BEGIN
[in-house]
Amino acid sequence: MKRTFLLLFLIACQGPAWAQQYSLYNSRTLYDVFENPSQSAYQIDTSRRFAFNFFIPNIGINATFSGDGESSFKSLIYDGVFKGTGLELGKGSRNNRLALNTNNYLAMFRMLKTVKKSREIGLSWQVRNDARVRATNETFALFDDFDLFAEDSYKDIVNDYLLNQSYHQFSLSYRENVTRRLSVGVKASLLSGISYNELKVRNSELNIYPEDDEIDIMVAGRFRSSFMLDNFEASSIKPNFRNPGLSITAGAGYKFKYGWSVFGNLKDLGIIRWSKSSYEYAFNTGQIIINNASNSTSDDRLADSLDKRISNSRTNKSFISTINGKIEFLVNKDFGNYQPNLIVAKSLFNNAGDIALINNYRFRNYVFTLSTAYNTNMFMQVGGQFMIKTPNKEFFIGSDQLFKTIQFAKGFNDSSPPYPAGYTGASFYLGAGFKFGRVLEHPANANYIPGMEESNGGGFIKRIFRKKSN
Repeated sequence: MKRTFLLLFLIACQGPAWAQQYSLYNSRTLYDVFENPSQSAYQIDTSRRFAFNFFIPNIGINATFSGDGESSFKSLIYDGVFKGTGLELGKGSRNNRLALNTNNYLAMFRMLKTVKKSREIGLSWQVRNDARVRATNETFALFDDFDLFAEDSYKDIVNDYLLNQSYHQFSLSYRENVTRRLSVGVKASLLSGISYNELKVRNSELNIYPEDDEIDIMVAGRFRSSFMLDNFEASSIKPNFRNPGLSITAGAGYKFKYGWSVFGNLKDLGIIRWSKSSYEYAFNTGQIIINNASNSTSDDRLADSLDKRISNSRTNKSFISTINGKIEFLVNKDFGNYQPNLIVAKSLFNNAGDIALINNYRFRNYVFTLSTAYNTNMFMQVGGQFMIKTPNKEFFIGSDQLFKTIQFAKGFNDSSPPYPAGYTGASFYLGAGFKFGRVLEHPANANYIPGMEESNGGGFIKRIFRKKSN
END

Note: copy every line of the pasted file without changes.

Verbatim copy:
[in-house]
Amino acid sequence: MKRTFLLLFLIACQGPAWAQQYSLYNSRTLYDVFENPSQSAYQIDTSRRFAFNFFIPNIGINATFSGDGESSFKSLIYDGVFKGTGLELGKGSRNNRLALNTNNYLAMFRMLKTVKKSREIGLSWQVRNDARVRATNETFALFDDFDLFAEDSYKDIVNDYLLNQSYHQFSLSYRENVTRRLSVGVKASLLSGISYNELKVRNSELNIYPEDDEIDIMVAGRFRSSFMLDNFEASSIKPNFRNPGLSITAGAGYKFKYGWSVFGNLKDLGIIRWSKSSYEYAFNTGQIIINNASNSTSDDRLADSLDKRISNSRTNKSFISTINGKIEFLVNKDFGNYQPNLIVAKSLFNNAGDIALINNYRFRNYVFTLSTAYNTNMFMQVGGQFMIKTPNKEFFIGSDQLFKTIQFAKGFNDSSPPYPAGYTGASFYLGAGFKFGRVLEHPANANYIPGMEESNGGGFIKRIFRKKSN
Repeated sequence: MKRTFLLLFLIACQGPAWAQQYSLYNSRTLYDVFENPSQSAYQIDTSRRFAFNFFIPNIGINATFSGDGESSFKSLIYDGVFKGTGLELGKGSRNNRLALNTNNYLAMFRMLKTVKKSREIGLSWQVRNDARVRATNETFALFDDFDLFAEDSYKDIVNDYLLNQSYHQFSLSYRENVTRRLSVGVKASLLSGISYNELKVRNSELNIYPEDDEIDIMVAGRFRSSFMLDNFEASSIKPNFRNPGLSITAGAGYKFKYGWSVFGNLKDLGIIRWSKSSYEYAFNTGQIIINNASNSTSDDRLADSLDKRISNSRTNKSFISTINGKIEFLVNKDFGNYQPNLIVAKSLFNNAGDIALINNYRFRNYVFTLSTAYNTNMFMQVGGQFMIKTPNKEFFIGSDQLFKTIQFAKGFNDSSPPYPAGYTGASFYLGAGFKFGRVLEHPANANYIPGMEESNGGGFIKRIFRKKSN